There’s still plenty of Pride left in Juneau this month

People gather around a shelter at Sandy Beach for a Pride picnic on May 11. The picnic is an annual event that Juneau's LGBTQ+ alliance group SEAGLA sponsors.
People gather around a shelter at Sandy Beach for a Pride picnic on May 11. The picnic is an annual event that Juneau’s LGBTQ+ alliance group SEAGLA sponsors. (Photo by Lyndsey Brollini/KTOO)

There are over a dozen Pride events planned for the month of June in Juneau. 

The events range from celebratory to silly. And there are events that highlight the oppression and mistreatment LGBTQ+ people have faced, both here in Juneau and across the world, including a showing of the film “Blue Ticket,” which tells the story of the banishment of gay men in Juneau in the 1960s. 

Many events are open to all ages. 

“We wanted to have a little something for everyone,” said Abi Spofford of the Southeast Alaska LGBTQ+ Alliance, or SEAGLA.

She says the community expressed a strong interest in events the whole family could join. That includes Juneau’s four-legged friends too. On Tuesday, SEAGLA is hosting a Proud Pet Parade at Sandy Beach.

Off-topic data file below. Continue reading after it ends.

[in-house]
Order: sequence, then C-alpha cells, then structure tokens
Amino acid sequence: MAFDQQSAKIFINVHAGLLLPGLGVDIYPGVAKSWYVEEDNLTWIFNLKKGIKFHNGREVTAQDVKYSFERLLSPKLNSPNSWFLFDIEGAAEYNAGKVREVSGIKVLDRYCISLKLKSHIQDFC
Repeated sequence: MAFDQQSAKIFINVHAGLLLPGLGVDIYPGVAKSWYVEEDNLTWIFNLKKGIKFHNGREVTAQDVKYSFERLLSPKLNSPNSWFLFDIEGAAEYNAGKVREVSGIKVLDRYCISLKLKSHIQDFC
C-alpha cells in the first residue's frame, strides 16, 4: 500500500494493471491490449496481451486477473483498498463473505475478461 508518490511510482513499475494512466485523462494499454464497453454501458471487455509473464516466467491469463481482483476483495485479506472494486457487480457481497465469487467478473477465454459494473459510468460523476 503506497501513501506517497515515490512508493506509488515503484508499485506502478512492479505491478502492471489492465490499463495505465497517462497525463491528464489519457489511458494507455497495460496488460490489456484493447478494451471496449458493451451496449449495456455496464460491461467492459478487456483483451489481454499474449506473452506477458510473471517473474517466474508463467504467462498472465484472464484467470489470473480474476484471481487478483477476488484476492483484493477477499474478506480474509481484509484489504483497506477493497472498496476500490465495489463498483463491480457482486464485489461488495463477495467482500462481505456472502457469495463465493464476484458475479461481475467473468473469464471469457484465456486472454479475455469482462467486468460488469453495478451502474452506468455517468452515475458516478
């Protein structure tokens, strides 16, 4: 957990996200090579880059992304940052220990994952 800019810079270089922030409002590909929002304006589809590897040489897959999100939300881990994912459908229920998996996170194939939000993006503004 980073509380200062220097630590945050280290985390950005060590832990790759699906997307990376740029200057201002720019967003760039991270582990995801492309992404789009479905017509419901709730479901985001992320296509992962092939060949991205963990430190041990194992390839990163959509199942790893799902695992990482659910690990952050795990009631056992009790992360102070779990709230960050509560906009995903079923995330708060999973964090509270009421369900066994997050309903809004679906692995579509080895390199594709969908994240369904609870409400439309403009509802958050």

“People in Juneau are in love with their pets, so we didn’t want to exclude those,” Spofford said.

A Pride prom dance on Saturday is for all ages. It’s a chance for LGBTQ+ people to attend a prom in the way that they may have wanted to but were unable to when they were in high school. This time they can show up with their partner of choice and their clothing of choice, even — and especially — if their outfits are nongender conforming. 

“Basically just an opportunity for queer people to re-experience prom, if they didn’t have a great time the first time,” Spofford said. 

Other events include a game night, scavenger hunt, Pride trivia night, pub crawl, Pride picnic and a tea dance. The tea dance is an event that memorializes afternoon gatherings of the 60s when gay men would drink tea instead of alcohol since it was illegal to serve alcohol to known gay people. 

Yvonne Krumrey

Local News Reporter, KTOO

Juneau is built on hidden and assumed layers of power and access, influencing how we interact with identity, with the law and with each other. I bring you stories of the gaps in access to power, and those who are working to close those gaps.

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